I found this book cited in some MCDM literature. The first chapter is great. I looked up some information about the author (Russell Ackoff). He wrote a lot of books and advocated “systems thinking”. He studied philosophy of science in school. He thought about business management and consulted for industry. He was born 28 years before Goldratt and says some of the same things as Goldratt, including that we need to look at global optima not local optima (he didn’t use the local vs. global terminology though. he talked about the parts of the system not being independent and about needing improvement directed at improving the system as a whole, not the individual parts. trying to improve an individual part is why so many performance improvement programs at businesses fail.) Some of Goldratt’s followers like Ackoff but I haven’t yet determined if Goldratt read Ackoff and was influenced directly. Here’s a short speech summarizing some of Ackoff’s main ideas about systems thinking (it also has a great CF-like point at the end about needing discontinuities not incremental improvement, which Goldratt also talked about by advocating silver bullets and big wins):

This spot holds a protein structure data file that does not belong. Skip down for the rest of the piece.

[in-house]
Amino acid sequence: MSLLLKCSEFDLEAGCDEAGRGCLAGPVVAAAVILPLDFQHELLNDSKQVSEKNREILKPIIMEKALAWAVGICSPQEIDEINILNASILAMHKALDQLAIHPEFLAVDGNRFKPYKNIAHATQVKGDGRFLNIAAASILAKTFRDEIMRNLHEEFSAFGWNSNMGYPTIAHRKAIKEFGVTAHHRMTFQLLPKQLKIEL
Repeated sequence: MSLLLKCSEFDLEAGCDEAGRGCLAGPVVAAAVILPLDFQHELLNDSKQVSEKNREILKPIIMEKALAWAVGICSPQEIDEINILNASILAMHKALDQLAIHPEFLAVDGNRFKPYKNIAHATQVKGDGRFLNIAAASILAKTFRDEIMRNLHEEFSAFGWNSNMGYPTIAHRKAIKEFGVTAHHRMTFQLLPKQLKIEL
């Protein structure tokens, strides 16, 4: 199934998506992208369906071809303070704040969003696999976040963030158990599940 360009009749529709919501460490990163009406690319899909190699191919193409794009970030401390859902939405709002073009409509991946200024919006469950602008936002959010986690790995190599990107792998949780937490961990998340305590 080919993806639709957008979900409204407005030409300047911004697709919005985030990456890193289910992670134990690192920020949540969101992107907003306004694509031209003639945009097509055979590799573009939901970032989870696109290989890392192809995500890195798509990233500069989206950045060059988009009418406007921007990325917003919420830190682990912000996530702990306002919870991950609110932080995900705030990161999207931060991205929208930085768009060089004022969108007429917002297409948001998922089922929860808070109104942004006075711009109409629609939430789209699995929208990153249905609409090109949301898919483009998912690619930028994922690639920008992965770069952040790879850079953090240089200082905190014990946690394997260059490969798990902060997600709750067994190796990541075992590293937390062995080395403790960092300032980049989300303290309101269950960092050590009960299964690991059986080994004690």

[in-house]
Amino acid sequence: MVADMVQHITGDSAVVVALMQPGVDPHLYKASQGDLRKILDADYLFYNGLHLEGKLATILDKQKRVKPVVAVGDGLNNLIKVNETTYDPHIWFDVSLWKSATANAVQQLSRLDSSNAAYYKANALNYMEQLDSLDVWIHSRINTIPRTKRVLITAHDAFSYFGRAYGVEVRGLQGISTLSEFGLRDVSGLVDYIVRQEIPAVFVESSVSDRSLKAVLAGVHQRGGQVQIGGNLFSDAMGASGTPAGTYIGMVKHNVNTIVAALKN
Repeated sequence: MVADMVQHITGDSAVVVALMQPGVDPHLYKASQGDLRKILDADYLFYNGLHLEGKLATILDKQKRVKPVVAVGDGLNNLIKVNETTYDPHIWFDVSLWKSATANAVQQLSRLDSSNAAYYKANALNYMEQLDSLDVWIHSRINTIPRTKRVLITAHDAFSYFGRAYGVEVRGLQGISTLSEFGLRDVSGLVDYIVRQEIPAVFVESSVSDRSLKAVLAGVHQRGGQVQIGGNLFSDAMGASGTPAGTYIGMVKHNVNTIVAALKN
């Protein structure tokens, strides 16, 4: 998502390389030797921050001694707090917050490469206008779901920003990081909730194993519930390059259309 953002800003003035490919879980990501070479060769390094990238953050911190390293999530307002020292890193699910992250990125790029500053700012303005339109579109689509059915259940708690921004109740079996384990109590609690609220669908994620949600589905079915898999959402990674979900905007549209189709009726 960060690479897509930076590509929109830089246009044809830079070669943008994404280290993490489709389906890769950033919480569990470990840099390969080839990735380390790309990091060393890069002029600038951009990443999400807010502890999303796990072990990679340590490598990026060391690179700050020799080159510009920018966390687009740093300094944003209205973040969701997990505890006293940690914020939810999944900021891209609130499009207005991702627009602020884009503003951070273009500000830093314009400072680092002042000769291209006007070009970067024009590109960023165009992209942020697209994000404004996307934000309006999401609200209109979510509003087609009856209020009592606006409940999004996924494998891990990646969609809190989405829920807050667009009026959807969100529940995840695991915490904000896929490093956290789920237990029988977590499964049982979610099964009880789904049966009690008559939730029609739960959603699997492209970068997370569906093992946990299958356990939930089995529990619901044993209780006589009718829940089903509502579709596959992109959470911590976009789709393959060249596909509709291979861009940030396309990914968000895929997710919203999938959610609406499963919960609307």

I liked the video – a lot of good ideas in there.
One thing I thought about at 5:14
[…] the system is not the sum of the behavior of its parts; it’s the product of their interactions […]
While “product” isn’t meant in the mathematical sense, “sum” is used in a pretty similar way.
Despite that, it seems meaningful here – there’s a convergence between the idea of multiplication (a product) and the “product” of multiple interacting things. There’s some reach to the idea of a product being (often) much much greater than the sum.
Even if we assume a weighted factors factors epistemology, this sorta makes sense. Like some factors A, B, and C have some goodness WRT an automobile. WRT the permutations of
* operations, if the factors are all > 2 then the product of all 3 is the permutation with the largest result. Then, if you need a goodness factor > 100 or something to make the car work, the best way to reach that is multiplication. Since the all-multiplication permutation is so much better than all the others, there’s lots of excap when picking a breakpoint, so the breakpoint doesn’t matter much. The difference between multiplication and any other permutation is – mostly – going to be really large. And this has some symmetry/convergence (tho it’s imperfect) with the idea of MFDMM and hard to vary.
Speaking of MFDMM, I think the convergence here is pretty clear – each part in the right place is a 1, and missing a crucial part is a 0. One thing I notice: Ackoff only mentions “… is not the sum …”, like a non-equals, rather than a less-than or greater-than. My suspicion is that he knows that summing doesn’t make sense, so should be outright rejected (regardless of how you measure it); that there’s something deeper going on.